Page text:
The confused silence then her mutters interlaced with gurgles from her happy baby did not distract me.

I continued the conversation.

“Edward from our class!” I spat out.

“You mean pee-pee Edward?” Shakina blathered out.

“Oh, do you have to call him that” I questioned.

“Ah but you too you were calling him pee-pee Edward then what happened?” she answered.

“We were children then Shakina, those things are not necessary now, we are all adults now” I continued.

“You and who?” she replied in laughter!

I shared with her how the reunion had been, and everything Edward had been to me for the past hours. What I had seen as magical and sparkling failed to bring light to Shakina’s tone.

When I had exhausted myself and could not tolerate her teasing and the recall of old stories about Edward, I called it a day. We left the conversation, she, teasing me in squeaky laughter of falling in love. Unable to fathom Edward in a new light, to see who he was now.

The dark side of love

While pondering on the next topic for my weekly blogpost, the writing prompt “the dark side of love” became my next most likely choice. However, to write about the dark side of love has proven a challenging task. Is there anything like a dark side to love? It has been hard to draw a conclusion. Love, I believe, is defined by God. God is love. He chose to love us when we did not know Him and has committed to love each one of His creations, even if we do not love Him back. Love in itself has pure intent. It is not evil. It is neither filled with selfish intent nor misery. Love is selfless. It is then not what we indulge ourselves in (falling in love) and see in romantic films. Loving is tough, especially for us humans. For it never gives up and never loses hope. Love is a complex subject.

Anyhow, on Monday evening, my thoughts shifted to another topic. Scrolling over my Instagram, I came across the story of Cheslie Kryst, the 2019 Miss USA pageant, who died after jumping from her high-rise flat. I had no idea who she was and find it unfortunate that her death led me to her beautiful soul. The situation puzzled me as I scrolled through her Instagram page. I kept asking myself, but why? What was it that made her jump with an intent to end it all? But what was I expecting, signs and hints of her decision from her Instagram page? A help sign?

I do not know her and do not know her situation. I have been for the past days saddened by the loss. A great loss to the world. She was contributing so much of herself to others and her purpose. But her thoughts had succeeded in convincing her that her situation, whatever or whichever it was, the ultimate path to relief was death. Which is untrue.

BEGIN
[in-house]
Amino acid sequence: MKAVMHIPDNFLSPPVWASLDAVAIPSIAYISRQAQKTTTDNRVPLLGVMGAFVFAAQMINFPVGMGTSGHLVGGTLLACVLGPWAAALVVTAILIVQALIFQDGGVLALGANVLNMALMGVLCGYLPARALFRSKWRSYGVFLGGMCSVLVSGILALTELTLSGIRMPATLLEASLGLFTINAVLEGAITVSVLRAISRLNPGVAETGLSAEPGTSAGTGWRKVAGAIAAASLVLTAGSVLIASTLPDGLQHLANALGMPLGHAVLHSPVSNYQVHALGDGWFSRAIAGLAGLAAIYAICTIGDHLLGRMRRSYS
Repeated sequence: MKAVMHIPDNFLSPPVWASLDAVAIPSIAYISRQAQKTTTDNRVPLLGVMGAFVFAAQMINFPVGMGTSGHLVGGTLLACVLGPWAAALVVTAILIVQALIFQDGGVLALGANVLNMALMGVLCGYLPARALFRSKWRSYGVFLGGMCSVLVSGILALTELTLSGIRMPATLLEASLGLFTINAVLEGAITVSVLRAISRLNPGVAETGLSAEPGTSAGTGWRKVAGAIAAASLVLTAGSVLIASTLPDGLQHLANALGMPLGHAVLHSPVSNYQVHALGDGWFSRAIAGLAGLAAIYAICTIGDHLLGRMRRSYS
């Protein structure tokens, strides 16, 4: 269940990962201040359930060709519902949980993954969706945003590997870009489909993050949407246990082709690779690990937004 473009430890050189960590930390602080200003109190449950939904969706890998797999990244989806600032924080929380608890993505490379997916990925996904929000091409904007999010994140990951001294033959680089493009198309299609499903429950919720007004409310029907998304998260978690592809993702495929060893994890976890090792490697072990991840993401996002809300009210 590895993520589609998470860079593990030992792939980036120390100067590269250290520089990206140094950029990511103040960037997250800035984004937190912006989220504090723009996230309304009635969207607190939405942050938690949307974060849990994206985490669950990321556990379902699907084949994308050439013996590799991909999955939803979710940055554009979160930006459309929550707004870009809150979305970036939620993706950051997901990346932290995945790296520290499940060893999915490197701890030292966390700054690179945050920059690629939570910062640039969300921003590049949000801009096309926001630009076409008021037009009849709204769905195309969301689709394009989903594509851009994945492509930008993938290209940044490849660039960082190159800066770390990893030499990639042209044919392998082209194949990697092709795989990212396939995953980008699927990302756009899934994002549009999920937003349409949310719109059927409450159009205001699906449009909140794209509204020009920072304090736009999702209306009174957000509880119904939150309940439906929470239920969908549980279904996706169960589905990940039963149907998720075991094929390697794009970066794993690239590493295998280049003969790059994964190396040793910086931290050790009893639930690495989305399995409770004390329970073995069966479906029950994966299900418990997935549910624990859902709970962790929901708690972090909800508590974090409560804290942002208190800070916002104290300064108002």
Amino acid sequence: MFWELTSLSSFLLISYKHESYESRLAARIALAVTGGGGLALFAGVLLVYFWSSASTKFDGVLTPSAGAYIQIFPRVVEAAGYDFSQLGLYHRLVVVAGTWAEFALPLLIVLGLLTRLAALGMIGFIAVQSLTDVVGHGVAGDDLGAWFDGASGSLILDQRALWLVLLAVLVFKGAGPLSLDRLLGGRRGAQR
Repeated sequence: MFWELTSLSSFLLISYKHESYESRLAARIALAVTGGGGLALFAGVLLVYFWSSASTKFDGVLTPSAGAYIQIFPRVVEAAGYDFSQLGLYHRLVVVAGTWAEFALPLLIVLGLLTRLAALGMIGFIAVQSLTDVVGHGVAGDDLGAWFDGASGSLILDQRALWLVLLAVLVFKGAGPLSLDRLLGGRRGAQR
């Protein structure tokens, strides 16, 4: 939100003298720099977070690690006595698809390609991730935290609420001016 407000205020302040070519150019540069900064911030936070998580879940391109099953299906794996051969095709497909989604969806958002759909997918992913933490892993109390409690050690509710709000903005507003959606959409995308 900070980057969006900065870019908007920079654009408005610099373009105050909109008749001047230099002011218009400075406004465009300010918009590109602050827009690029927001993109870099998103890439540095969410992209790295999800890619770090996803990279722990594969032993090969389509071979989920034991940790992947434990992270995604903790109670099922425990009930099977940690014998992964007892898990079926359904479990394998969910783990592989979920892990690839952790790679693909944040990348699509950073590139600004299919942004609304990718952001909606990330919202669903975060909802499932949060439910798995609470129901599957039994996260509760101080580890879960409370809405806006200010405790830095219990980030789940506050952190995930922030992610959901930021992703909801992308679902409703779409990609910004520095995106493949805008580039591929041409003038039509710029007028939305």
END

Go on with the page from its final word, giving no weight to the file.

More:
Why did she not ask for help? If she could have, she would have. Considering especially how the subject of depression cannot be mentioned or discussed openly, especially among black folks. In my experience, when the subject of suicide comes up, it is said to be an act committed by fools. How can one feel comfortable to discuss such thoughts freely? We are also as a society very judgemental when it comes to the sharing of weaknesses, failures and mistakes, that one would rather deal silently alone with the torment.

There is nothing normal about a young person taking their lives. It is time we worked actively in making that non-acceptable. And stop the judging and passing of silly comments over such incidents of depression and suicide.

Everyone has a purpose in this life. Maybe it is to be a source of encouragement. Perhaps it is to sing or to dance to bring sooth to others. We are all worthy of our purposes, regardless of what teachers, family, or society has said. One of the toughest things above loving is to be “close” with someone, and yet they are unable to confide their weaknesses to you.

Thoughts are powerful. Thoughts drive actions. Our thoughts make us who we are. Our thoughts can drive us to purpose or destruction. Each thought has to be reviewed and placed in submission to Jesus.

When the thought says you are alone, you are not loved, you are a mistake, you are a failure.

Challenge them. They are lies.

God loves you. He expresses His love through people.

God made you according to Him. He calls you, His treasure.